Proposed EU Directive set to shake up re-use remuneration and could have ‘significant consequences’ for ALCS members

Writers could miss out on fair compensation for re-use of their works in the educational sector through a proposed EU Directive on Copyright in the Digital Single Market.

The Content for Education campaign has been launched to raise awareness about the potential risks that may come from an open interpretation of Article 4 of the proposed EU Directive on Copyright in the Digital Single Market.

The current draft of the Directive provides an exception to copyright: “to allow for the digital use of works and other subject matter for the sole purpose of illustration for teaching”. This section of the Directive could be seen as an invitation for extensive digital use of work within the educational sector and could affect the amount of money creators receive for this use. ALCS received £10.9 million from the Copyright Licensing Agency (CLA) for educational use in 2017-18, which was distributed to around 63,000 members. Around 64% of the total money ALCS paid out in our March distribution was generated from copying in the education sector, so a broad application of this exception could have potentially significant consequences for our members.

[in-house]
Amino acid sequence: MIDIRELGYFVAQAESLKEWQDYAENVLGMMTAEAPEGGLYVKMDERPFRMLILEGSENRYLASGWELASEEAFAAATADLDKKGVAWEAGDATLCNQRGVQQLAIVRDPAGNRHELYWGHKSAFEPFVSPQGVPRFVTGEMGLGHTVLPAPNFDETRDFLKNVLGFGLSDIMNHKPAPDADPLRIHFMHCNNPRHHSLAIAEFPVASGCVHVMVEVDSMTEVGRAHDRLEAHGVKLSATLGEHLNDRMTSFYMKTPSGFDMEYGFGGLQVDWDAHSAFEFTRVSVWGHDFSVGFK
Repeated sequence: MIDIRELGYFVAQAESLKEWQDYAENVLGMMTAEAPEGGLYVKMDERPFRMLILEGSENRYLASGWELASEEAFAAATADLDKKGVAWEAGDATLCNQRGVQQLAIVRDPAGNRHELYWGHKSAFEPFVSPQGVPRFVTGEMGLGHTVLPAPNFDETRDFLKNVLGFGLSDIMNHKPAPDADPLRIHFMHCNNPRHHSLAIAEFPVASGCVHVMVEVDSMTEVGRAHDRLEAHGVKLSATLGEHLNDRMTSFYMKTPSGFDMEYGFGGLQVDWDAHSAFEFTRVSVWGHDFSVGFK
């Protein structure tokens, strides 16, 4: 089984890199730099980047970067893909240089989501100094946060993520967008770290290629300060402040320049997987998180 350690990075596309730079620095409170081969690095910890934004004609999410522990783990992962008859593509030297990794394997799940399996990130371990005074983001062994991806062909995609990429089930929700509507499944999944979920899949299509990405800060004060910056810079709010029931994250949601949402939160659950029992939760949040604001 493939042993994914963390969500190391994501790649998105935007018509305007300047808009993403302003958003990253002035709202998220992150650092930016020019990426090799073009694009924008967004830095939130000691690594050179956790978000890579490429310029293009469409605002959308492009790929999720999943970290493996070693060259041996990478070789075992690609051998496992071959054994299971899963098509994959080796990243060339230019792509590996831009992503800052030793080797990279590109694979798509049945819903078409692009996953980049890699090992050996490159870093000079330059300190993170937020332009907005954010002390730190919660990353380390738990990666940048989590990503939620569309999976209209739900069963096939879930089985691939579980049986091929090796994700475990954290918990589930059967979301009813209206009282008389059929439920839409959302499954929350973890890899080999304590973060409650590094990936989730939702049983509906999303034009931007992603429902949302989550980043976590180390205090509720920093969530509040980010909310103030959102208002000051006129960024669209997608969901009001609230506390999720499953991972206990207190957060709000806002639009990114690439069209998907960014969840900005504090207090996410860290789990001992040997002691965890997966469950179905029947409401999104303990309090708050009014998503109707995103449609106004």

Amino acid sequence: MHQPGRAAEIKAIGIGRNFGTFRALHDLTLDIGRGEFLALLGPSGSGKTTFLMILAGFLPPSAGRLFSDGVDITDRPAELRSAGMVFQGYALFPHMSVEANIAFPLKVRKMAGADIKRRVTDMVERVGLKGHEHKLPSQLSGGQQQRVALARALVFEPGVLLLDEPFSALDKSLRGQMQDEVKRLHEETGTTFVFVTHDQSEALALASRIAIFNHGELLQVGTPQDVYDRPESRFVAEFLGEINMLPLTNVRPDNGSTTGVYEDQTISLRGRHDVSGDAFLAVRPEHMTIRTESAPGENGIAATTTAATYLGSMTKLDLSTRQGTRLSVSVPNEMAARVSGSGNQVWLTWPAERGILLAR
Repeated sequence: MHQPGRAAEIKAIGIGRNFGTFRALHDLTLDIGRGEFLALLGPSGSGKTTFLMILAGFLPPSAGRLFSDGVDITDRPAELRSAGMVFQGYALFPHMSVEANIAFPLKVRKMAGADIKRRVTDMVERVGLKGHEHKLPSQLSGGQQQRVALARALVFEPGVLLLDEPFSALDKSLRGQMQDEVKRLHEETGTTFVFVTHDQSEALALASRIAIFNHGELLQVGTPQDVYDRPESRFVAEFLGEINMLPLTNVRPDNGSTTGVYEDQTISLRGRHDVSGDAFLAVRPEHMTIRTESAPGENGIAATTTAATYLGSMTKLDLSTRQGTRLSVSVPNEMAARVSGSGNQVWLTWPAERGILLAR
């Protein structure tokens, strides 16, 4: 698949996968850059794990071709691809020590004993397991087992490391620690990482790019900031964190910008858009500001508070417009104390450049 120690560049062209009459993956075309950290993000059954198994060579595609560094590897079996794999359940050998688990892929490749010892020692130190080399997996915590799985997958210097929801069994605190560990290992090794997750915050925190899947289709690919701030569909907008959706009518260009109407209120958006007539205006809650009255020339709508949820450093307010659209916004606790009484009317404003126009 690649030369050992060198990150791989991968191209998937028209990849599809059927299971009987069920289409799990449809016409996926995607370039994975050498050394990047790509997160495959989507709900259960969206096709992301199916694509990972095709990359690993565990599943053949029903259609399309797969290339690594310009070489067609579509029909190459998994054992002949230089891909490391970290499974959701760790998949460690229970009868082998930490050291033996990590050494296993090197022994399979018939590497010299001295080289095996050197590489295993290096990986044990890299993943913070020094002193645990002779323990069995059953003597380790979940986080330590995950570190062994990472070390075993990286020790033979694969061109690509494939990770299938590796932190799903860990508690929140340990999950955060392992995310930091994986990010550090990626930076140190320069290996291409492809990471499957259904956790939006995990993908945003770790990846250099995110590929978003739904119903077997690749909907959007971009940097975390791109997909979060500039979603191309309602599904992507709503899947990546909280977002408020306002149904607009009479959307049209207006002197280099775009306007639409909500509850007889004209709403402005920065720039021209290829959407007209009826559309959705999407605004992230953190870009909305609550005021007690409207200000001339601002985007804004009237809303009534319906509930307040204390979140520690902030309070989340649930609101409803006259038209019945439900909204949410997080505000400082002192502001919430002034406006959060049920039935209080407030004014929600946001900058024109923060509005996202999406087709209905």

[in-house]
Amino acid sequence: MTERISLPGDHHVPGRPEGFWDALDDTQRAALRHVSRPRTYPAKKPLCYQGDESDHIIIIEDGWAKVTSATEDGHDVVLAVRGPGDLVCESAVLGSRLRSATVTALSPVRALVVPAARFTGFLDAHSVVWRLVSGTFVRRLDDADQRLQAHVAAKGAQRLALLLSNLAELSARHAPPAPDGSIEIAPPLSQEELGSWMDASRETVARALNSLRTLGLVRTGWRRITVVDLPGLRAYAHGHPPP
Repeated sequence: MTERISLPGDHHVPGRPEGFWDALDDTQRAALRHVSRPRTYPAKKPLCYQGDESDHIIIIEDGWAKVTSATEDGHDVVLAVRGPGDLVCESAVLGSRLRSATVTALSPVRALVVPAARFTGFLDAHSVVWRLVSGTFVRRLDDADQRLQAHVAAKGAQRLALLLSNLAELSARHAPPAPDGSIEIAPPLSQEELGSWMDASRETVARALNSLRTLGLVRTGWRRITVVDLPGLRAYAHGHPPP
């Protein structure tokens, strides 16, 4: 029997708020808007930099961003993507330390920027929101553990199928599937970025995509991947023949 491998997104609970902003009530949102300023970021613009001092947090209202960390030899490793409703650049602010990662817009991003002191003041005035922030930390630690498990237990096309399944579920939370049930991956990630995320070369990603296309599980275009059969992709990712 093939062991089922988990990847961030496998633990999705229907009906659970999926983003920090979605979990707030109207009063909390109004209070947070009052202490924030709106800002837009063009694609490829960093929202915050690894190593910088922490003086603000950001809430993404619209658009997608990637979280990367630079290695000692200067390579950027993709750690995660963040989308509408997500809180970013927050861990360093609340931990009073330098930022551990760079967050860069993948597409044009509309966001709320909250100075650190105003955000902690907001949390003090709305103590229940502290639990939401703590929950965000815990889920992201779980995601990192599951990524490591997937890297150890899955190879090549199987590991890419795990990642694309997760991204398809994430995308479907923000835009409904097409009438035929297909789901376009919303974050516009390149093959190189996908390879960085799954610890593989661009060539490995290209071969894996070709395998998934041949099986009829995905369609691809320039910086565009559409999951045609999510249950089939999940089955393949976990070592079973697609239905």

The campaign calls for EU policymakers to support a fair and balanced approach to the use of copyright works within education. This can be achieved by enabling creators and publishers to be compensated for the educational use of their works either under licences, as in the UK, or through mandatory compensation schemes, preventing the unlimited and unremunerated copying of content which would distort the publishing industry.

The International Federation of Reproduction Rights Organisations (IFRRO) has joined together with European Visual Artists (EVA), European Writers’ Council (EWC), Federation of European Publishers (FEP) and European Federation of Journalists (EFJ) to secure the fair remuneration for the copying of published content in Europe. ALCS is among several other collective management organisations – as well as European organisations representing writers, literary translators, visual artists, journalists and publishers – who are supporting IFRRO’s campaign to promote the sustainable production of high-quality content which will help educate future generations in Europe.

On the campaign’s website, you can find short, educational videos and testimonials from authors, illustrators, teachers and publishers explaining the possible negative consequences of the Directive for creators of new educational materials.

How you can help

We urge our members to sign the Content for Education petition to show support for a fair and balanced framework for the proposed EU Directive that won’t jeopardise quality content and its creators.

You can follow the campaign on Twitter @Content4Edu